This time last year, COVID caused my family, like many others, to cancel annual holiday traditions and settle for smaller gatherings. During these dinners, hand sanitizer bottles lined a socially distance-spaced table like chic centerpieces. These sort of sterile suppers were a far cry from our previous holly jolly jubilees where everyone was embracing each other and noshing from the same shareable plates.

It’s with a huge sigh of relief that many of us are greeting more traditional -- if still cautious -- holidays. But it’s important that we ease into the holiday rush. If you’re not mindful during this busy time, it’s easy to get swept up in all the hoopla.

Returning to in-person celebrations after the quiet lull of last year may make this season feel more hectic, said Scott Glassman, director of the master of applied positive psychology program at the Philadelphia College of Osteopathic Medicine. “We tend to speed up, especially as we notice so many more items on our to-do list. This pulls us away from being present,” he said. “Getting caught up in controlling our holiday experience can cause us to miss the pleasure and meaning in each step along the way.”

Last week, we focused on a way to reduce the stress we feel in our bodies with a stretching routine to release soreness and stiffness. This week, let’s focus on our minds.

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Mindfulness essentially means to be present. A state that can seem challenging to achieve at times, but becomes easier with practice. By mastering the art of mindfulness, we can savor the now and reduce symptoms of anxiety, depression, and stress related to the past or future.

So how does one become more mindful? “The more you feel yourself speeding up, the more you want to ask yourself to slow down,” Glassman recommended. “After the brakes are on, explore the event fully with what I call a ‘deep dive’ question, like ‘What is special about this to me?’ This way we are more likely to feel the fullness of love for others, enter into states of reflection and remembrance, and deepen our appreciation for what we do have.”

Between gift-giving, event planning, and juggling family obligations, we can start to lose touch with the real reason for the season, which is to be thankful. Gratitude and mindfulness go hand-in-hand. “Mindfulness moves us from a deficit mindset to a fullness mindset rooted in the present. And it’s because we have slowed down and created that extra space, we are more likely to marvel, sense pleasure, and connect with a broader, more positive perspective,” said Glassman.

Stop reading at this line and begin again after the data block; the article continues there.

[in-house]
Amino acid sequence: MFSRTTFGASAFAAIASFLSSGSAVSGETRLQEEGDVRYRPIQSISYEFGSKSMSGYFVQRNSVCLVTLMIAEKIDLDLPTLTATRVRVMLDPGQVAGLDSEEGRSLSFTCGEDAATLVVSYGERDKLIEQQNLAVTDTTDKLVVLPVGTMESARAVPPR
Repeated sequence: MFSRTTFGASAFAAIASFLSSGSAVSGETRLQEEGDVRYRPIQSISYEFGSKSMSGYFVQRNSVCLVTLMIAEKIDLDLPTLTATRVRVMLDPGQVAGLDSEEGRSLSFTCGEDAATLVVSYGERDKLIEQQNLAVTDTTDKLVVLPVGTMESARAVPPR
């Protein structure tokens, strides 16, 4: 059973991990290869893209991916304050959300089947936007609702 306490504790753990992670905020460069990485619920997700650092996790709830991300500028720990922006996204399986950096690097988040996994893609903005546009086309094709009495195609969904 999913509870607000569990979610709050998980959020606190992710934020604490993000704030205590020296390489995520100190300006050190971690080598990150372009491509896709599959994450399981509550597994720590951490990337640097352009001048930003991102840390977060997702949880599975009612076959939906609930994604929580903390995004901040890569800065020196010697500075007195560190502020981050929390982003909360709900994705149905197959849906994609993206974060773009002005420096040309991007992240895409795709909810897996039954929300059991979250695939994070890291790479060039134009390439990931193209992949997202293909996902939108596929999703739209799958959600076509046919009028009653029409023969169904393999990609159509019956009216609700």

If you are new to mindfulness practices, Glassman suggests trying two daily exercises:

Write it down. In Glassman’s new book, A Happier You, he shares ways to bring gratitude more fully into your life, such as keeping a gratitude journal where each day you write down one thing you’re thankful for. For this exercise to work, don’t think too hard. You can be thankful for something as basic as breathing. “You might think, ‘That one breath brings me to a more relaxed place,’” said Glassman. In addition to journaling, Glassman recommends sharing the gift of gratitude by writing an appreciation note to someone you admire.

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Find five minutes just for you. Everyone has five minutes to spare in their day. First spend a minute or two as a “gentle observer to your breath and whatever is happening around your breath -- whether it’s stressful thoughts about the holidays or something you need to do that day,” Glassman said. Your goal is to allow whatever arises to be present.

Then use the next three minutes to spark positive feelings. Try one of these three techniques: bringing to mind something you’re thankful for, picturing something you are looking forward to, or remembering something someone said or did that left you feeling good about yourself.

“For the last minute, stay immersed in the pleasant feelings you’ve created,” he said.

By getting into the habit of practicing mindfulness and gratitude, you’ll find more fulfillment not only during the holidays, but in your everyday life, too.

Ashley Blake Greenblatt is a certified personal trainer and wellness coach in South Jersey. Learn more about her virtual training program at